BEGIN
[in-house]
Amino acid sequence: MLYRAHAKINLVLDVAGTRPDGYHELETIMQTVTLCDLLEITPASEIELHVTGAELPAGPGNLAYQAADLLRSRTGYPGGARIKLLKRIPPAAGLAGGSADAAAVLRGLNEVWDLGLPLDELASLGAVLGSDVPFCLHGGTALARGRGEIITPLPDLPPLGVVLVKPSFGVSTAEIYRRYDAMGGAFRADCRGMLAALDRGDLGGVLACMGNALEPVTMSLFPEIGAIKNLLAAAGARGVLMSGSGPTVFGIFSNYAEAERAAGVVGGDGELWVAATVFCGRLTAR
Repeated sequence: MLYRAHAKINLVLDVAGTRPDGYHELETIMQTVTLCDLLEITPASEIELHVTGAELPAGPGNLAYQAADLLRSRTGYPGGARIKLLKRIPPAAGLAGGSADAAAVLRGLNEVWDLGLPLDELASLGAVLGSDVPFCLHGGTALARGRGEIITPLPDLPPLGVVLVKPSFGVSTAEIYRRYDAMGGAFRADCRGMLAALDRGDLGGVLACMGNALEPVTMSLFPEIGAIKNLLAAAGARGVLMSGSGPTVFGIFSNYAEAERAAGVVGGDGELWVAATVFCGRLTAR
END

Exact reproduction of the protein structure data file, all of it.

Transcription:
[in-house]
Amino acid sequence: MLYRAHAKINLVLDVAGTRPDGYHELETIMQTVTLCDLLEITPASEIELHVTGAELPAGPGNLAYQAADLLRSRTGYPGGARIKLLKRIPPAAGLAGGSADAAAVLRGLNEVWDLGLPLDELASLGAVLGSDVPFCLHGGTALARGRGEIITPLPDLPPLGVVLVKPSFGVSTAEIYRRYDAMGGAFRADCRGMLAALDRGDLGGVLACMGNALEPVTMSLFPEIGAIKNLLAAAGARGVLMSGSGPTVFGIFSNYAEAERAAGVVGGDGELWVAATVFCGRLTAR
Repeated sequence: MLYRAHAKINLVLDVAGTRPDGYHELETIMQTVTLCDLLEITPASEIELHVTGAELPAGPGNLAYQAADLLRSRTGYPGGARIKLLKRIPPAAGLAGGSADAAAVLRGLNEVWDLGLPLDELASLGAVLGSDVPFCLHGGTALARGRGEIITPLPDLPPLGVVLVKPSFGVSTAEIYRRYDAMGGAFRADCRGMLAALDRGDLGGVLACMGNALEPVTMSLFPEIGAIKNLLAAAGARGVLMSGSGPTVFGIFSNYAEAERAAGVVGGDGELWVAATVFCGRLTAR